Getting your bearings in the restaurant industry as a first-timer can be difficult. If you don’t have any previous experience in the business yourself, it’s important to partner with or hire someone who does.
When Astarita started his restaurant, he and his partner had worked on both the food preparation and management sides of the industry, but he didn’t know much about commercial leases.
“I wish I had understood how to negotiate them when I started,” he said. “I think that any new restaurateur who is unfamiliar with commercial leases should hire a lawyer who specializes in that field.”
Tony Doyle, owner of HK Hospitality Group, has worked in restaurants since age 12 and has opened several successful restaurants, but he still had a lot to learn when he opened his first establishment.
“There were a lot of things I’d never dealt with before — employees, payroll, taxes, bank-account management, etc.,” Doyle said. “You need to get a general knowledge of the working of the business before you start. There are a lot of issues that people don’t see.”
While being consistent in food quality and service is important for success, the restaurant business is far from static.
“I have found over the years that you constantly need to be updating, renovating and evolving with the ever-changing taste of the public to be successful,” Pipolo said.
Shemtob agreed, noting that his menu is constantly changing to allow for newer, more innovative dishes. When you come up with your concept and menu, it should be flexible enough to adapt when your customers ask for something new.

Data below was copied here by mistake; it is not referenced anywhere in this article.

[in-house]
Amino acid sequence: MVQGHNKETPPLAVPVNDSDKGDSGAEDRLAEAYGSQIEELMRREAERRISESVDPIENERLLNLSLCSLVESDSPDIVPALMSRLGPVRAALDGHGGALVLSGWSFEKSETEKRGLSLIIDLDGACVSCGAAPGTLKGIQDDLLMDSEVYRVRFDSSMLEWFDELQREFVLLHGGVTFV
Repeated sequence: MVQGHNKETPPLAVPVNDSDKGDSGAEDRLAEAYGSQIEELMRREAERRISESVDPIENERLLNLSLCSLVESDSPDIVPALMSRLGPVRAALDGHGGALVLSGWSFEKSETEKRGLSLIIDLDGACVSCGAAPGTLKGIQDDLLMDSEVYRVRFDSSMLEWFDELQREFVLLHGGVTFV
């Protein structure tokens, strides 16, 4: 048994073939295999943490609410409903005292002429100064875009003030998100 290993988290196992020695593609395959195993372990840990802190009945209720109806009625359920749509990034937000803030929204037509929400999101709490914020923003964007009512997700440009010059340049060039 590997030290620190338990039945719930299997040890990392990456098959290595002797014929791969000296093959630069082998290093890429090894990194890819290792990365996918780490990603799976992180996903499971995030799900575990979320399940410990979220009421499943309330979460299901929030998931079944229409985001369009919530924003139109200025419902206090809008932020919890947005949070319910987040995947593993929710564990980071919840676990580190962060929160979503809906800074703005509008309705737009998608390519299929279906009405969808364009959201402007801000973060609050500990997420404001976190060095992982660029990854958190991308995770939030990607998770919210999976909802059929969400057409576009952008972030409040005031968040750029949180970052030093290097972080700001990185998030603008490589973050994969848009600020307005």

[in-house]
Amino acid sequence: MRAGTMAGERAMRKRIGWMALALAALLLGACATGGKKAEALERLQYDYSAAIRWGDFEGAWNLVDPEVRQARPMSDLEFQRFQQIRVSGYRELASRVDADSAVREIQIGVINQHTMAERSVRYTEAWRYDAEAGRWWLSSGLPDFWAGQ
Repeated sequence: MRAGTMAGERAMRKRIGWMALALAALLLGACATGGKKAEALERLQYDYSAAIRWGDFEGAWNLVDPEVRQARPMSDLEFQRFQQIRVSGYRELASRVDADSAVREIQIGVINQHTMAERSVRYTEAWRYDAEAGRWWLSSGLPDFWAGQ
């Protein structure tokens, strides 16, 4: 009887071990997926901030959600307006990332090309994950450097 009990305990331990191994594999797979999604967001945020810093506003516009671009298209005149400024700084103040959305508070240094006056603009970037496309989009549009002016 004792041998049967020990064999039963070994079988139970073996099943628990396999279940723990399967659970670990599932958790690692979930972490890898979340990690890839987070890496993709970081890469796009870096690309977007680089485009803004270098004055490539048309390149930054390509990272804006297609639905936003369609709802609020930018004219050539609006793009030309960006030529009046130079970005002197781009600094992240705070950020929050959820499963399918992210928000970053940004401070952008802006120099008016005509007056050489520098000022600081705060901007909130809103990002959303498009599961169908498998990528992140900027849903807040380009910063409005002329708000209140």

Learn from your mistakes
According to a recent Ohio State University study, more than half of all restaurants fail within the first three years. If your venture does fail, assess what went wrong and try again, keeping those things in mind. When Highlands Restaurant Group co-owner Donal Brophy and his business partners founded their most recent restaurant, Whitehall Bar + Kitchen (New York City), they used the lessons they learned when one of their restaurants was forced to close in 2011.
“We learned so much from the closing of our restaurant, Mary Queen of Scots,” Brophy told BusinessNewsDaily. “The food must be spot-on from the beginning. The layout and flow of the space needs to work during a high-volume atmosphere. Most importantly, we learned how important it is to communicate well amongst the partners. It was such a tough time for all of us, but we made it through and opened Whitehall, which has been a massive success.”
There’s more to success than great food
Everyone knows that a successful restaurant needs to serve impeccable food, but there are so many other factors that contribute to the success of your venture. If there’s one thing Bottero wishes she knew when she started out, it’s that creating a loyal following is difficult and takes time, even if your menu is top-notch.
“Customers make the place,” she told BusinessNewsDaily. “You have to earn their trust by making sure they’re taken care of and providing the best service possible. In today’s market, you also can’t succeed without social media. Good food is important, but so is good technology.”